Katharine Hepburn’s legacy is that of an intelligent, progressively minded, and unapologetically outspoken American stage and film actress who could dominate a room as easily as she could the silver screen.

Fewer are aware of her other, sweeter legacy: the secret trick to the gooiest, fudgiest chocolate brownies. Hepburn's New York neighbor, Heather Henderson, recorded the recipe and shared it with The New York Times in 2003, shortly after Hepburn's death.

The Secret to Hepburn-Approved Brownies

Plate of brownies on towel
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Henderson wrote that her father once dropped off brownies to Hepburn’s home after hearing she had been in a serious car accident. “Too much flour! They should be moist, not cakey!” The actress barked in her signature New England accent. Again—unapologetically outspoken.

Henderson’s father quickly jotted the recipe down as Hepburn rattled off ingredients from memory. The secret to the rich, moist, Hepburn-approved consistency was using only one-quarter cup of flour and lots of butter.

After devouring our fair share of these irresistible brownies, we’ve added a few extra ingredients and doubled Hepburn’s original recipe to take these brownies from delectable to heavenly.

Recipe

Ingredients

  • 2 cups white sugar
  • 2 cups roughly chopped walnuts
  • 1 cup cocoa powder
  • 1 cup unsalted butter (2 sticks)
  • 6 squares unsweetened baker's chocolate
  • 4 eggs
  • 1/2 cup all-purpose flour
  • 4 teaspoons vanilla extract
  • 4 teaspoons orange zest
  • 1/4 teaspoon baking powder
  • Pinch of salt

Directions

  1. Preheat the oven to 325ºF. In a heavy saucepan, melt butter, cocoa powder, and baker's chocolate on low. Stir constantly until thoroughly combined and smooth, then remove from heat. Let the chocolate cool and thicken for 2-3 minutes while you do step #2.

  2. In a large mixing bowl, combine sugar, flour, nuts, and salt. Whisk, and set aside.

  3. Transfer cooled chocolate to another large mixing bowl. Whisk eggs into chocolate mixture one at a time. Stir in vanilla and orange zest.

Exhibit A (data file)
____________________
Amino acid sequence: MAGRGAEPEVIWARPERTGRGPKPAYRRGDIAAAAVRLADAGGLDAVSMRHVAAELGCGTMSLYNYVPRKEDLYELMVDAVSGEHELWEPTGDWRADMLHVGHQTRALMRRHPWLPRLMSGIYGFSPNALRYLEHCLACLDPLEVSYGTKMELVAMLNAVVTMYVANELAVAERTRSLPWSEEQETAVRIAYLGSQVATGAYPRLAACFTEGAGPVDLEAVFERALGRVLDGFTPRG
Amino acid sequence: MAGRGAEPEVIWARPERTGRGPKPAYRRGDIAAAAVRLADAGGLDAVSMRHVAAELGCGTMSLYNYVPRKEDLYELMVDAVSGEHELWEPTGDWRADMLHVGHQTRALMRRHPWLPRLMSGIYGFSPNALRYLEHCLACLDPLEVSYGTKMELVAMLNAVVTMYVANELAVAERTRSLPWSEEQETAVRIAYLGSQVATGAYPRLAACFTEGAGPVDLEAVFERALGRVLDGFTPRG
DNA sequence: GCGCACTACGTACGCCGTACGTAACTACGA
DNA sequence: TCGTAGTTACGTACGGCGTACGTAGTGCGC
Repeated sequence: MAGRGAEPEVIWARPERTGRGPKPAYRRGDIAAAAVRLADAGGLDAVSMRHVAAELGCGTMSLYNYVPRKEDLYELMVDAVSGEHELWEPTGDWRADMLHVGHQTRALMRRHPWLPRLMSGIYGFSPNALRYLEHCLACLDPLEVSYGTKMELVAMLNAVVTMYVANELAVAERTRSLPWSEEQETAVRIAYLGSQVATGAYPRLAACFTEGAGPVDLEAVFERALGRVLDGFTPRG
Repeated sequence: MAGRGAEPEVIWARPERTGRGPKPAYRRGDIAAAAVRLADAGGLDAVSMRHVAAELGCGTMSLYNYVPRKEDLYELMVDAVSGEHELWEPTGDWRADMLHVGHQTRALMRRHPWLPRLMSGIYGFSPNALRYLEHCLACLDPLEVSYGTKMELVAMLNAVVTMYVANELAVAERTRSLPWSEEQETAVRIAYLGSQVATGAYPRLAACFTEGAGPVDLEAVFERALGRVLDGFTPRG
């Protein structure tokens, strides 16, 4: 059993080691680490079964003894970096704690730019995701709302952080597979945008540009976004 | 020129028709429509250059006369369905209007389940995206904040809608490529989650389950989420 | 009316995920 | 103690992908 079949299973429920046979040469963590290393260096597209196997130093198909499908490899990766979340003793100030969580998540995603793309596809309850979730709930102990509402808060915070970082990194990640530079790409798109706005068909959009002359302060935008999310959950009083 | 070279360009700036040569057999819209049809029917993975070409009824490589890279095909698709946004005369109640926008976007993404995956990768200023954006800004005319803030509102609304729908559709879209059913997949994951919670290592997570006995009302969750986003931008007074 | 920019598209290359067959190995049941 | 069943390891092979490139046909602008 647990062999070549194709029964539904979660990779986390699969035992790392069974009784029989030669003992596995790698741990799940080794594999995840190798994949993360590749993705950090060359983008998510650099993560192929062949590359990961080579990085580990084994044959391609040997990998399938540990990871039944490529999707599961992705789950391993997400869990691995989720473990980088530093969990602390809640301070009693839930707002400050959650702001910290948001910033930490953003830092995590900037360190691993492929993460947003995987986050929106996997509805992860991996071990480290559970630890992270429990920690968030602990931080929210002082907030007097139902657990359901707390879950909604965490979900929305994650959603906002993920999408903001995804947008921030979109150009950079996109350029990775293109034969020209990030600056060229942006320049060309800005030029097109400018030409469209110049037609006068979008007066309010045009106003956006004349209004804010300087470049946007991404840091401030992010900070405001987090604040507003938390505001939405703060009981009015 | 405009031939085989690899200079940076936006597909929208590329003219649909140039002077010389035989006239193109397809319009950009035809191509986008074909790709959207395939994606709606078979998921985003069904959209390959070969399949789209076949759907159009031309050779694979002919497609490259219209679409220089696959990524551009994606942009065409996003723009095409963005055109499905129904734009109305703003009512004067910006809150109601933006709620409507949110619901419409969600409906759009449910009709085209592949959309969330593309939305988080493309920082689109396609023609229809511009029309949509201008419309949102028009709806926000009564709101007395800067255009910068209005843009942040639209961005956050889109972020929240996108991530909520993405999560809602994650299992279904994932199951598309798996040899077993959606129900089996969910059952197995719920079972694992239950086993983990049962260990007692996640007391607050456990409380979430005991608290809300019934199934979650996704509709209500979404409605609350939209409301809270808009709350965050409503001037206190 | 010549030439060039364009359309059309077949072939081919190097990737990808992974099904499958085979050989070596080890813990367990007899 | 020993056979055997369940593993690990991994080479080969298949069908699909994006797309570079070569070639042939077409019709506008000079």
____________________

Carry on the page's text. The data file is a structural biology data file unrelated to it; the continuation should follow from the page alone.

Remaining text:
4. Add dry ingredients to wet ingredients. Stir until just combined. Add nuts, stir.

  5. Pour into a greased 9x13" baking pan. Use the spoon to spread the batter evenly. Bake for 40-45 minutes.

  6. Let the brownies cool for 5-10 minutes (easily the hardest part), then cut into squares.

Supplies

  • 2 large mixing bowls
  • Heavy saucepan
  • Whisk
  • Spoon
  • Zester
  • 9x13" baking pan

Recipe Notes

Sheet of chocolate brownies in baking pan
Melanie Davis/Oola

Katharine Hepburn’s recipe is proof that a good brownie is timeless, simple, and versatile. The recipe is generally straightforward and easy to follow, but be cautious of the first step.

Keep It Slow and Low

Melted butter and chocolate in small saucepan
Melanie Davis/Oola

The temperature of the butter-chocolate mixture is critical. Adding eggs to the chocolate while it’s too hot can cook the eggs, resulting in a scrambled egg catastrophe that absolutely no one wants.

Melt your butter and chocolate slow and low. Dicing the butter helps it melt quicker if you’re short on time. Remove the chocolate from heat as soon as it’s completely smooth with no big butter lumps.

Be patient while the chocolate cools. Gathering the dry ingredients should give it just enough time to reach the right temperature, but if the saucepan still feels hot by the time you’re ready to pour the chocolate, let it sit for another 2-3 minutes.

Perfecting Your New Favorite Brownie

Raw brownie batter in baking sheet
Melanie Davis/Oola

To tweak this recipe to your exact tastes, try any of these omissions or substitutions.

  • Using cocoa powder and baker’s chocolate creates a rich, full-flavored, “grown-up” chocolate brownie. The original recipe only called for cocoa powder. Feel free to use one or the other depending on tastes or available ingredients.
  • Substituting white sugar for coconut sugar gives the brownies a warm, molasses-y flavor that’s slightly reminiscent of a Samoa Girl Scout cookie. Yum!
  • Orange zest adds a bright citrus flavor to the decadent chocolate, but if you’re a cocoa-only type of brownie-eater, feel free to skip it.
  • If you’re in the mood to get experimental, try adding ¼ teaspoon cayenne powder to your brownie mix. Then, before slicing, top the brownies with a sweet orange icing glaze. The sugary glaze leans into the chocolate-orange combo, while the pleasantly mild heat from the cayenne powder keeps it from becoming too sickly sweet.
  • Roughly chopped pecans, almonds, peanuts, or hazelnuts are all delicious substitutions for walnuts. However, we recommend omitting the orange zest if you plan on using peanuts or hazelnuts to avoid a not-great flavor overload.
  • For a shorter, denser brownie, omit the baking powder.
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